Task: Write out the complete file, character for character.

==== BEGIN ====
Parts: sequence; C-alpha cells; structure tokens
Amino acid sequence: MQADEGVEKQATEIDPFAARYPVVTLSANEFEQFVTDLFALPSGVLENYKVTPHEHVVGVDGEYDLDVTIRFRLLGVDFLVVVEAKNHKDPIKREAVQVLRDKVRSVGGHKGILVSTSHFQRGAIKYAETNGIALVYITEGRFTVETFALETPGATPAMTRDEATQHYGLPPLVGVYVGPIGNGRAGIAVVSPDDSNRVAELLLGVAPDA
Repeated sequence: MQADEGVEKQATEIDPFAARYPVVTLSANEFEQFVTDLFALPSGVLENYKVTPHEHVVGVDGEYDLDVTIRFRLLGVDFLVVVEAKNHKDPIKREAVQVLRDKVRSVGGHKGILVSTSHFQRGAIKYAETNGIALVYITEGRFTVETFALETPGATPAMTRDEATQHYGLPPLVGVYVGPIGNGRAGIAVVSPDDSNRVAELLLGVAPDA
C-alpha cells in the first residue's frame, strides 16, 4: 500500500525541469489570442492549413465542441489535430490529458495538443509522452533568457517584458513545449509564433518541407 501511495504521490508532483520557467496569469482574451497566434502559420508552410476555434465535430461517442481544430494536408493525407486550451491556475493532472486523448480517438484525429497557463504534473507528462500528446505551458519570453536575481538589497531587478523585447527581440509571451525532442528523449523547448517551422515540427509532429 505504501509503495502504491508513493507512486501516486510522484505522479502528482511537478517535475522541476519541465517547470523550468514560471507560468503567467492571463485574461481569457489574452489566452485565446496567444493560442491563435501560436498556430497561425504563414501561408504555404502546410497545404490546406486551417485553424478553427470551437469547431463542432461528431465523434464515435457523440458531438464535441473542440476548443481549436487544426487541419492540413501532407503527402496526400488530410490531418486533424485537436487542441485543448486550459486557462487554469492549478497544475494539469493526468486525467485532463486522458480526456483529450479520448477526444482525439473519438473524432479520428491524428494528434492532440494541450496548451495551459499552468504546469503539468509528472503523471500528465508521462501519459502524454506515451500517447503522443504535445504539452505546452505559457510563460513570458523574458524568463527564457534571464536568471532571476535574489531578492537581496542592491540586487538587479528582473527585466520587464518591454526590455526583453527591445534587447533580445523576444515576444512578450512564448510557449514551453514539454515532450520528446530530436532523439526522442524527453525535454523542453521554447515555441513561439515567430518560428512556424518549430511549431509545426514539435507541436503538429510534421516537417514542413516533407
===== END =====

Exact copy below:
Parts: sequence; C-alpha cells; structure tokens
Amino acid sequence: MQADEGVEKQATEIDPFAARYPVVTLSANEFEQFVTDLFALPSGVLENYKVTPHEHVVGVDGEYDLDVTIRFRLLGVDFLVVVEAKNHKDPIKREAVQVLRDKVRSVGGHKGILVSTSHFQRGAIKYAETNGIALVYITEGRFTVETFALETPGATPAMTRDEATQHYGLPPLVGVYVGPIGNGRAGIAVVSPDDSNRVAELLLGVAPDA
Repeated sequence: MQADEGVEKQATEIDPFAARYPVVTLSANEFEQFVTDLFALPSGVLENYKVTPHEHVVGVDGEYDLDVTIRFRLLGVDFLVVVEAKNHKDPIKREAVQVLRDKVRSVGGHKGILVSTSHFQRGAIKYAETNGIALVYITEGRFTVETFALETPGATPAMTRDEATQHYGLPPLVGVYVGPIGNGRAGIAVVSPDDSNRVAELLLGVAPDA
C-alpha cells in the first residue's frame, strides 16, 4: 500500500525541469489570442492549413465542441489535430490529458495538443509522452533568457517584458513545449509564433518541407 501511495504521490508532483520557467496569469482574451497566434502559420508552410476555434465535430461517442481544430494536408493525407486550451491556475493532472486523448480517438484525429497557463504534473507528462500528446505551458519570453536575481538589497531587478523585447527581440509571451525532442528523449523547448517551422515540427509532429 505504501509503495502504491508513493507512486501516486510522484505522479502528482511537478517535475522541476519541465517547470523550468514560471507560468503567467492571463485574461481569457489574452489566452485565446496567444493560442491563435501560436498556430497561425504563414501561408504555404502546410497545404490546406486551417485553424478553427470551437469547431463542432461528431465523434464515435457523440458531438464535441473542440476548443481549436487544426487541419492540413501532407503527402496526400488530410490531418486533424485537436487542441485543448486550459486557462487554469492549478497544475494539469493526468486525467485532463486522458480526456483529450479520448477526444482525439473519438473524432479520428491524428494528434492532440494541450496548451495551459499552468504546469503539468509528472503523471500528465508521462501519459502524454506515451500517447503522443504535445504539452505546452505559457510563460513570458523574458524568463527564457534571464536568471532571476535574489531578492537581496542592491540586487538587479528582473527585466520587464518591454526590455526583453527591445534587447533580445523576444515576444512578450512564448510557449514551453514539454515532450520528446530530436532523439526522442524527453525535454523542453521554447515555441513561439515567430518560428512556424518549430511549431509545426514539435507541436503538429510534421516537417514542413516533407